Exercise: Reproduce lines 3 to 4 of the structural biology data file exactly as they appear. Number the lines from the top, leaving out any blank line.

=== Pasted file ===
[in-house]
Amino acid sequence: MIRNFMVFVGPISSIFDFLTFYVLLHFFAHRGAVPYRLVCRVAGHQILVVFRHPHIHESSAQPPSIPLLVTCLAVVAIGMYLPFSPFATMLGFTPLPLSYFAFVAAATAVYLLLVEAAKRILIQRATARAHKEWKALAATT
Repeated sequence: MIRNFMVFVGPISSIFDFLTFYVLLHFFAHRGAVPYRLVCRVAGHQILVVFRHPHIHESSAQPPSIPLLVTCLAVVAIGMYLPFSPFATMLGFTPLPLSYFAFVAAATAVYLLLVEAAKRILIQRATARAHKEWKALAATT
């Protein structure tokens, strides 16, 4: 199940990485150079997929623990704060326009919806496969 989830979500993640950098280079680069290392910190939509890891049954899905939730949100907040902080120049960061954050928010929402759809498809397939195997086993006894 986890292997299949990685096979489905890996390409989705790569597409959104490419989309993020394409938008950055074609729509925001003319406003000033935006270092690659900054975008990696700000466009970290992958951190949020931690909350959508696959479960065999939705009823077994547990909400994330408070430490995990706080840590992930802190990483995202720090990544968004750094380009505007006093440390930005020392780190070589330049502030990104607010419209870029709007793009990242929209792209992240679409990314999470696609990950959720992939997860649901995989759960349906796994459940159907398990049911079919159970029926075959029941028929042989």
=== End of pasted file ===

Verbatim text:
Repeated sequence: MIRNFMVFVGPISSIFDFLTFYVLLHFFAHRGAVPYRLVCRVAGHQILVVFRHPHIHESSAQPPSIPLLVTCLAVVAIGMYLPFSPFATMLGFTPLPLSYFAFVAAATAVYLLLVEAAKRILIQRATARAHKEWKALAATT
């Protein structure tokens, strides 16, 4: 199940990485150079997929623990704060326009919806496969 989830979500993640950098280079680069290392910190939509890891049954899905939730949100907040902080120049960061954050928010929402759809498809397939195997086993006894 986890292997299949990685096979489905890996390409989705790569597409959104490419989309993020394409938008950055074609729509925001003319406003000033935006270092690659900054975008990696700000466009970290992958951190949020931690909350959508696959479960065999939705009823077994547990909400994330408070430490995990706080840590992930802190990483995202720090990544968004750094380009505007006093440390930005020392780190070589330049502030990104607010419209870029709007793009990242929209792209992240679409990314999470696609990950959720992939997860649901995989759960349906796994459940159907398990049911079919159970029926075959029941028929042989």